Intro to Business Term Paper
November 30, 2012
Is GDP what we make it out to be?
For the longest time, it has be accepted the GDP, or gross domestic product has been the international standard of measuring the health of an economy. GDP describes how a country is financially doing in a nice and simplistic easy number that can be compared to other countries; the higher the better. Economists and even everyday people have considered GDP an accurate reading of a country’s wellbeing and economic health. But a strong economy might mean that people living in that country are better off, it doesn’t directly measure the happiness of those people. Nor does it directly correlate to better living conditions. In conclusion, GDP is an excellent way to take a quick glimpse of how a country is doing financially, but it should not be the only contributing factor to make any further assumptions due the number of various variables that cannot be directly measured.
The first problem with reading GDP numbers is simply whether or not they are accurate or not. Just like any other survey, there are always variables that might distort or skew the results. For example, right here in the United States, there is a lot of money that is paid and received “under the table”. Any money transaction that is untaxed obviously cannot be tracked and therefore cannot be recorded for the national GDP. Chinese economist Li Keqiang expresses his concern, “First of all we know that a lot of Chinese income – more than in most other major countries – is hidden, for whatever reason, and this tends to pull down reported GDP numbers. One plausible recent estimate is that roughly 10% of total income is hidden beyond the NBS surveys, and so this suggests that GDP might be really substantially higher” (Washington Blog 3). There is only so much the government can do about something like this and something like smuggling or under the table money transactions is going to be inevitably going to be around. Although some might argue that yes, every country has this problem to some extent so it evens the playing field, but consider that every country has its own severity of this issue. This is not to say that GDP is useless, rather it means that it can only provide information accurate based on what sort of information the government is provided. Countries such as China in this case has a more “less accurate” GDP compared to a country who maybe has less than 10% of their income hidden.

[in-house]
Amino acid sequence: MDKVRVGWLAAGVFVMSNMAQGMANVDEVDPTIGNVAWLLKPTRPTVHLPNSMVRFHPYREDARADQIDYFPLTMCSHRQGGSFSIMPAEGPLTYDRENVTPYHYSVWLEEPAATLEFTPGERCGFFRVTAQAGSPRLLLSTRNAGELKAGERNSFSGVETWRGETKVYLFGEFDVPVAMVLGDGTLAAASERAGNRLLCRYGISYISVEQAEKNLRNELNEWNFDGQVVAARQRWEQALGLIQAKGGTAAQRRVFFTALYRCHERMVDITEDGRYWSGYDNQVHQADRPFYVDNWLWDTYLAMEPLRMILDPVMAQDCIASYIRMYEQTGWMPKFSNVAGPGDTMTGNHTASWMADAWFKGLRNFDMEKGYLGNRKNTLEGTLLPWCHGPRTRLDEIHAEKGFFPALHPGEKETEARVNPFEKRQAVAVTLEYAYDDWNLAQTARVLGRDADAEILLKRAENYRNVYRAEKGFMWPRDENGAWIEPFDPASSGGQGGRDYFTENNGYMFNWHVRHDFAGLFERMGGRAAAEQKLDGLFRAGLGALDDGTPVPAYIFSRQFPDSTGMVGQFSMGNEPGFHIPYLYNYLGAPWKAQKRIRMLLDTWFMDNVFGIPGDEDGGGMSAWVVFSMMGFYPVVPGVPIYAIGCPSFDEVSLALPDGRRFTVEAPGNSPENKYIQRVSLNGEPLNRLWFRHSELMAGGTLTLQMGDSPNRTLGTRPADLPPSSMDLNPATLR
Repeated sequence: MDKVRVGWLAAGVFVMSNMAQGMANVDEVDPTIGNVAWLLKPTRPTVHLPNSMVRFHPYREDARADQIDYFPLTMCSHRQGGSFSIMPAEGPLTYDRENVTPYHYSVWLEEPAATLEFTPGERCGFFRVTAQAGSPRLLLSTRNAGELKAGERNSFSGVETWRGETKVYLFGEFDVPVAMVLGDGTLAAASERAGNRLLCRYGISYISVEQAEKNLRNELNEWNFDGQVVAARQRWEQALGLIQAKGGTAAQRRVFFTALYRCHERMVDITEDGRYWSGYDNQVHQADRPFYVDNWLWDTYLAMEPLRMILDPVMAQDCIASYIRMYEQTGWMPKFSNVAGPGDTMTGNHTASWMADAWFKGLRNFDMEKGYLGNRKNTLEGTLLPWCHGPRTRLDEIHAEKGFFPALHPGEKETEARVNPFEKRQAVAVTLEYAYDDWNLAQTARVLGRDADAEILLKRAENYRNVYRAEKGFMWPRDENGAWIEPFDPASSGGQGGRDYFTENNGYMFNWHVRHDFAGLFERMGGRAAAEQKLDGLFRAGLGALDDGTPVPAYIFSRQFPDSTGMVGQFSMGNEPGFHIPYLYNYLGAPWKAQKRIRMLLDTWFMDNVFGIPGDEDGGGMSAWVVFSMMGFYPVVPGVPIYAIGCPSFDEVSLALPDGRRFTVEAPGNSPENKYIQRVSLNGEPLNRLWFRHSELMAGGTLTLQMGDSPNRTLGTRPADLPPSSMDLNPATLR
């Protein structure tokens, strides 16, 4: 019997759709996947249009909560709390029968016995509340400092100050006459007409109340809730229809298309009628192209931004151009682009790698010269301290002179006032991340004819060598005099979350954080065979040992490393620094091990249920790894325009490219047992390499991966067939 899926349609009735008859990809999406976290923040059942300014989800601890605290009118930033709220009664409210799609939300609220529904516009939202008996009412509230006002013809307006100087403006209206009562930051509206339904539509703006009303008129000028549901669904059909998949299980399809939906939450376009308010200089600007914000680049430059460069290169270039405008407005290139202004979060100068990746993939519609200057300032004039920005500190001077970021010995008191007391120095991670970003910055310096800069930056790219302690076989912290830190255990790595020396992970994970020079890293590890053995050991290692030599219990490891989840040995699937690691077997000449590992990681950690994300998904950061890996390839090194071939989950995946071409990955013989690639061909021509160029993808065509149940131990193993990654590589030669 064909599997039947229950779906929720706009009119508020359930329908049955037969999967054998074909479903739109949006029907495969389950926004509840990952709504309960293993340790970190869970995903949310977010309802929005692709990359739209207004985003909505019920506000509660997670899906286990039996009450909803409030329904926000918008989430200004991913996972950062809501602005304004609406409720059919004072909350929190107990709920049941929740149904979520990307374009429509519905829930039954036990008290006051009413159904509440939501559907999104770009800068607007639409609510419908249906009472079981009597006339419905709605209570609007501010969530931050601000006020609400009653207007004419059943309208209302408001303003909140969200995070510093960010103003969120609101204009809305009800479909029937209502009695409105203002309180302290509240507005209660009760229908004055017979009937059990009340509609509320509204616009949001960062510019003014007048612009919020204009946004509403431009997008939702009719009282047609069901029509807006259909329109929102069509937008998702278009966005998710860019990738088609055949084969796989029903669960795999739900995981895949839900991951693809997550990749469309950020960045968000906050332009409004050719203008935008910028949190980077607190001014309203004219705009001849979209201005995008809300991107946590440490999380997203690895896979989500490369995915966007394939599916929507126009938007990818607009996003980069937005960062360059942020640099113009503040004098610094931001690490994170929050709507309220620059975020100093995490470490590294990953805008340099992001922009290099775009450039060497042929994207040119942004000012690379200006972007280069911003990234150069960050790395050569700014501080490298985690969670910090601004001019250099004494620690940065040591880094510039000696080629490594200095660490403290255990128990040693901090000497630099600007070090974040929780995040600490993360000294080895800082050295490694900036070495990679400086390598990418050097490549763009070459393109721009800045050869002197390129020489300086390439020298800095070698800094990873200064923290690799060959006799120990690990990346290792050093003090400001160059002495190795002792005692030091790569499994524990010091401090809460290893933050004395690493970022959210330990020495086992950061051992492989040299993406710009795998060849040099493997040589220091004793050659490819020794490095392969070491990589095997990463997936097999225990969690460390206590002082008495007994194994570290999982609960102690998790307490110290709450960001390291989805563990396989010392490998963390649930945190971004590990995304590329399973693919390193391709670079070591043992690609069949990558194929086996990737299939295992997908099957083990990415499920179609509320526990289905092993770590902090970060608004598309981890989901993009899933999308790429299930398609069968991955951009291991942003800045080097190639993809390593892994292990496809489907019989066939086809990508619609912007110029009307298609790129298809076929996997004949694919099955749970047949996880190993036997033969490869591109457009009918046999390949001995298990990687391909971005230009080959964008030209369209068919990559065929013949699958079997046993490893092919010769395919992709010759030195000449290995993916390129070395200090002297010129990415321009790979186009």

Another factor for inaccuracy falls under the category of “the unexpected”. There are external factors that may occur and cause a business to suffer severe losses such as international law suits. But even a more down to earth example would be crime. For example, if GDP were used to measure an automobile factor, it would measure what is provided, but ignore what types of materials and any of costs that go into creating the production. So as long as the automobile factory keeps producing cars, nothing else matters. Detroit for example is known for its production of motor vehicles, there are factories there that produce thousands of cars; while a GDP measures the amount of money made by these companies, it does not take into consideration that Detroit is also a city with the highest crime rate, things such as crime, vandalism, and unreliable workers could have a big impact on these companies. But the money lost due to these external factors gets swept under the rug according to GDP, there is simply no way to measure these numbers and provide an accurate reading of how much is lost.
Now, with whatever information is provided by the government regardless of how accurate, GDP measures how much money a country makes after paying their expenditures. It can be compared to gross income vs. net income, net income is how much money actually goes into your pocket after tax, social security, and fees are taken out of your paycheck. Now it is generally crude to look at someone’s paycheck and make…